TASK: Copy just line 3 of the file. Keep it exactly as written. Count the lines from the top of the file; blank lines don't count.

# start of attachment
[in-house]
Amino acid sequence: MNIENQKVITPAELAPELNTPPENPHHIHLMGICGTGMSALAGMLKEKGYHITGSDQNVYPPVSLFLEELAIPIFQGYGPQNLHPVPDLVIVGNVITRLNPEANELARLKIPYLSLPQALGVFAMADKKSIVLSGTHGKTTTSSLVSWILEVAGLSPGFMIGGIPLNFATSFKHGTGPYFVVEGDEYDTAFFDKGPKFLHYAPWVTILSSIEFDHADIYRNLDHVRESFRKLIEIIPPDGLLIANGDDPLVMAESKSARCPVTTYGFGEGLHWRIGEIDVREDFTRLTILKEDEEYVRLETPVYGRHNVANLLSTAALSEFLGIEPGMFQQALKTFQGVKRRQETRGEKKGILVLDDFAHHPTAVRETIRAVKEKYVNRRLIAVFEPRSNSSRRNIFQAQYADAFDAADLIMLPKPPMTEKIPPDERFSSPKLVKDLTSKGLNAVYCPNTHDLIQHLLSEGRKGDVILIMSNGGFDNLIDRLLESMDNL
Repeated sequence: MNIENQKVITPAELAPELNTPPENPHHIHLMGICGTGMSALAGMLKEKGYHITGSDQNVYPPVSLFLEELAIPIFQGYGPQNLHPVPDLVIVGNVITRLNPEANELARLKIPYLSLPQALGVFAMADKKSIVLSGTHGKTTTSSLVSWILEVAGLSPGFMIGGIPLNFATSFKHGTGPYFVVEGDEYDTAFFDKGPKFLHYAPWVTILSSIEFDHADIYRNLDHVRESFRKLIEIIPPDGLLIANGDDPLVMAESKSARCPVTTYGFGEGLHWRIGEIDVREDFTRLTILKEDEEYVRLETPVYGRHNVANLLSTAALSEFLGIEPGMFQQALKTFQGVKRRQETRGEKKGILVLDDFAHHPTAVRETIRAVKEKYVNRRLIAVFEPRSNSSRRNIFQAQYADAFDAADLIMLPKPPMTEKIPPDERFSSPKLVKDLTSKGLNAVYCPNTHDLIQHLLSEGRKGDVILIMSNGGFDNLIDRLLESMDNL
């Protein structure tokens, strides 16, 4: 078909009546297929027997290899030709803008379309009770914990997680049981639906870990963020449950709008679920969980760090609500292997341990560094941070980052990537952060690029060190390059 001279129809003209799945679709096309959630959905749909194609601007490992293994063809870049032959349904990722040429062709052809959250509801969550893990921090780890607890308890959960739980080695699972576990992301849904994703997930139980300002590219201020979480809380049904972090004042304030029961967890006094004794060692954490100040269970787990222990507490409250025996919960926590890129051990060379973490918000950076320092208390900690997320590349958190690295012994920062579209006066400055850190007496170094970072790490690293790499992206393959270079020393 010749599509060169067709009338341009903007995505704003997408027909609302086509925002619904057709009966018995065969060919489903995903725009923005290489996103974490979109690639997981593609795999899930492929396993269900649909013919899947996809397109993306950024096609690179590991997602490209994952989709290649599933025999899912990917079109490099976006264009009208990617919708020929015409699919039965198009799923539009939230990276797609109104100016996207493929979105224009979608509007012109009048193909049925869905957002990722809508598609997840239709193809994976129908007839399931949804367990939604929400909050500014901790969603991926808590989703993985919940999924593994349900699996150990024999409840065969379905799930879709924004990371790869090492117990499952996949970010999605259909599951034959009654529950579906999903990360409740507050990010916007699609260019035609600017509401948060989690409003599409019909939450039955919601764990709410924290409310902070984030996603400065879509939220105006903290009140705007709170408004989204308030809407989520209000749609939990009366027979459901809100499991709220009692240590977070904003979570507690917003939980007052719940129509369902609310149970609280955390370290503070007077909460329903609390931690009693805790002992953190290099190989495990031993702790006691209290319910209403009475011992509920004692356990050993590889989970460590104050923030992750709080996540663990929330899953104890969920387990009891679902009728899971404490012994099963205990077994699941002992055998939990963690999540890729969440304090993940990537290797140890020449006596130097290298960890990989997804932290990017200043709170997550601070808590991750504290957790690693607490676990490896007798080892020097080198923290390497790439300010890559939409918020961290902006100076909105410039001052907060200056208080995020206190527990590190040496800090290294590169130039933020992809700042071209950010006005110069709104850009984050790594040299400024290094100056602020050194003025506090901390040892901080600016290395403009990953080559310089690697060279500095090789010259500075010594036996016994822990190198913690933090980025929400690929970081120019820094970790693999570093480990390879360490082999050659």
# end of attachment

Repeated sequence: MNIENQKVITPAELAPELNTPPENPHHIHLMGICGTGMSALAGMLKEKGYHITGSDQNVYPPVSLFLEELAIPIFQGYGPQNLHPVPDLVIVGNVITRLNPEANELARLKIPYLSLPQALGVFAMADKKSIVLSGTHGKTTTSSLVSWILEVAGLSPGFMIGGIPLNFATSFKHGTGPYFVVEGDEYDTAFFDKGPKFLHYAPWVTILSSIEFDHADIYRNLDHVRESFRKLIEIIPPDGLLIANGDDPLVMAESKSARCPVTTYGFGEGLHWRIGEIDVREDFTRLTILKEDEEYVRLETPVYGRHNVANLLSTAALSEFLGIEPGMFQQALKTFQGVKRRQETRGEKKGILVLDDFAHHPTAVRETIRAVKEKYVNRRLIAVFEPRSNSSRRNIFQAQYADAFDAADLIMLPKPPMTEKIPPDERFSSPKLVKDLTSKGLNAVYCPNTHDLIQHLLSEGRKGDVILIMSNGGFDNLIDRLLESMDNL